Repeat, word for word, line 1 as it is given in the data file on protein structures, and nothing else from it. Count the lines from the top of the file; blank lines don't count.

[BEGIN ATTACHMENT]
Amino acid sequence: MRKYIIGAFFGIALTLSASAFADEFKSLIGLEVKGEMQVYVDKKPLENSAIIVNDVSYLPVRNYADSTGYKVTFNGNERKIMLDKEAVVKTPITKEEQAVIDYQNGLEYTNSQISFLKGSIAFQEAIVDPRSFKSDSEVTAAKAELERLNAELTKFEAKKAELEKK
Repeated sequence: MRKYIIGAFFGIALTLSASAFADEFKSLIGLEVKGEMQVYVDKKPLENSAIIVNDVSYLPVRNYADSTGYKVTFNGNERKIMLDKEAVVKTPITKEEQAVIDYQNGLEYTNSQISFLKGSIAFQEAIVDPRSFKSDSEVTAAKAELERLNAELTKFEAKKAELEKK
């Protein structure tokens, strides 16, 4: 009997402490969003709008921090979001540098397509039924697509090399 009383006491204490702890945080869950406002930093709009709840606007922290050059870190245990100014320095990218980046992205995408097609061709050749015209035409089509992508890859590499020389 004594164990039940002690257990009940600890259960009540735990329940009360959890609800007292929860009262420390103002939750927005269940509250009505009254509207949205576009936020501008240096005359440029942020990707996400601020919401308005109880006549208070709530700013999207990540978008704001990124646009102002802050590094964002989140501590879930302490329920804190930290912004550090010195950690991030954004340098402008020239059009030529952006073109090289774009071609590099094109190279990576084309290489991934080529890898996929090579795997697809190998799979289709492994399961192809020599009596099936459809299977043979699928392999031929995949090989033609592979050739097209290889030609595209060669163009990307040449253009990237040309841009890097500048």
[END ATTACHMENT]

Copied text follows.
Amino acid sequence: MRKYIIGAFFGIALTLSASAFADEFKSLIGLEVKGEMQVYVDKKPLENSAIIVNDVSYLPVRNYADSTGYKVTFNGNERKIMLDKEAVVKTPITKEEQAVIDYQNGLEYTNSQISFLKGSIAFQEAIVDPRSFKSDSEVTAAKAELERLNAELTKFEAKKAELEKK